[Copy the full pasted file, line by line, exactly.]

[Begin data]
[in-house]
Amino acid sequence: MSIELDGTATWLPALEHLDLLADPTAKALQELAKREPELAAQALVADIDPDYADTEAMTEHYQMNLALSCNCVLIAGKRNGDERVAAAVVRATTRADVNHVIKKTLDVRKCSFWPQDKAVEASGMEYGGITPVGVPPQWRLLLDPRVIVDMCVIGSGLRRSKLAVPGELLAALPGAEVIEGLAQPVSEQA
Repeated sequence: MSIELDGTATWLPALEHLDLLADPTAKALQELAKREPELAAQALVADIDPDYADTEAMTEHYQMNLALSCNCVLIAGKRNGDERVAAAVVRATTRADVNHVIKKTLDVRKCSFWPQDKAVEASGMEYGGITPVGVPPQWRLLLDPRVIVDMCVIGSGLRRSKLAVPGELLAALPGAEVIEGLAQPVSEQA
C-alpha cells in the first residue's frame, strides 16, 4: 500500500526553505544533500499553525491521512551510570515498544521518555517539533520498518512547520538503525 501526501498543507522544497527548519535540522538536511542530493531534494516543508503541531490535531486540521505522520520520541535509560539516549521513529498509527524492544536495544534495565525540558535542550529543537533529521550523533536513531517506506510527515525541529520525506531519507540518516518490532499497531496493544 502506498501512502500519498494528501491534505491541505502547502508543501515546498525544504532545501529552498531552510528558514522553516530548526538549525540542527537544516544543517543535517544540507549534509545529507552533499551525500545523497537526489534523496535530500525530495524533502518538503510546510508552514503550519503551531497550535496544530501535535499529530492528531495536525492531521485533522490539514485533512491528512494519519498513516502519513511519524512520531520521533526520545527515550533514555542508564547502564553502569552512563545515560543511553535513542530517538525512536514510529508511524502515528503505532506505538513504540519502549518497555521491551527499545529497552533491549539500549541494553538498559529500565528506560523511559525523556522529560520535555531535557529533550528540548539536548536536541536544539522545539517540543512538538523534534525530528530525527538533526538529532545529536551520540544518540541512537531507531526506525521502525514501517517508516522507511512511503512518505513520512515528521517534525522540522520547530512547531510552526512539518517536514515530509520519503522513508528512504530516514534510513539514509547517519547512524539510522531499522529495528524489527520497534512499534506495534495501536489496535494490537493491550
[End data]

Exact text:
[in-house]
Amino acid sequence: MSIELDGTATWLPALEHLDLLADPTAKALQELAKREPELAAQALVADIDPDYADTEAMTEHYQMNLALSCNCVLIAGKRNGDERVAAAVVRATTRADVNHVIKKTLDVRKCSFWPQDKAVEASGMEYGGITPVGVPPQWRLLLDPRVIVDMCVIGSGLRRSKLAVPGELLAALPGAEVIEGLAQPVSEQA
Repeated sequence: MSIELDGTATWLPALEHLDLLADPTAKALQELAKREPELAAQALVADIDPDYADTEAMTEHYQMNLALSCNCVLIAGKRNGDERVAAAVVRATTRADVNHVIKKTLDVRKCSFWPQDKAVEASGMEYGGITPVGVPPQWRLLLDPRVIVDMCVIGSGLRRSKLAVPGELLAALPGAEVIEGLAQPVSEQA
C-alpha cells in the first residue's frame, strides 16, 4: 500500500526553505544533500499553525491521512551510570515498544521518555517539533520498518512547520538503525 501526501498543507522544497527548519535540522538536511542530493531534494516543508503541531490535531486540521505522520520520541535509560539516549521513529498509527524492544536495544534495565525540558535542550529543537533529521550523533536513531517506506510527515525541529520525506531519507540518516518490532499497531496493544 502506498501512502500519498494528501491534505491541505502547502508543501515546498525544504532545501529552498531552510528558514522553516530548526538549525540542527537544516544543517543535517544540507549534509545529507552533499551525500545523497537526489534523496535530500525530495524533502518538503510546510508552514503550519503551531497550535496544530501535535499529530492528531495536525492531521485533522490539514485533512491528512494519519498513516502519513511519524512520531520521533526520545527515550533514555542508564547502564553502569552512563545515560543511553535513542530517538525512536514510529508511524502515528503505532506505538513504540519502549518497555521491551527499545529497552533491549539500549541494553538498559529500565528506560523511559525523556522529560520535555531535557529533550528540548539536548536536541536544539522545539517540543512538538523534534525530528530525527538533526538529532545529536551520540544518540541512537531507531526506525521502525514501517517508516522507511512511503512518505513520512515528521517534525522540522520547530512547531510552526512539518517536514515530509520519503522513508528512504530516514534510513539514509547517519547512524539510522531499522529495528524489527520497534512499534506495534495501536489496535494490537493491550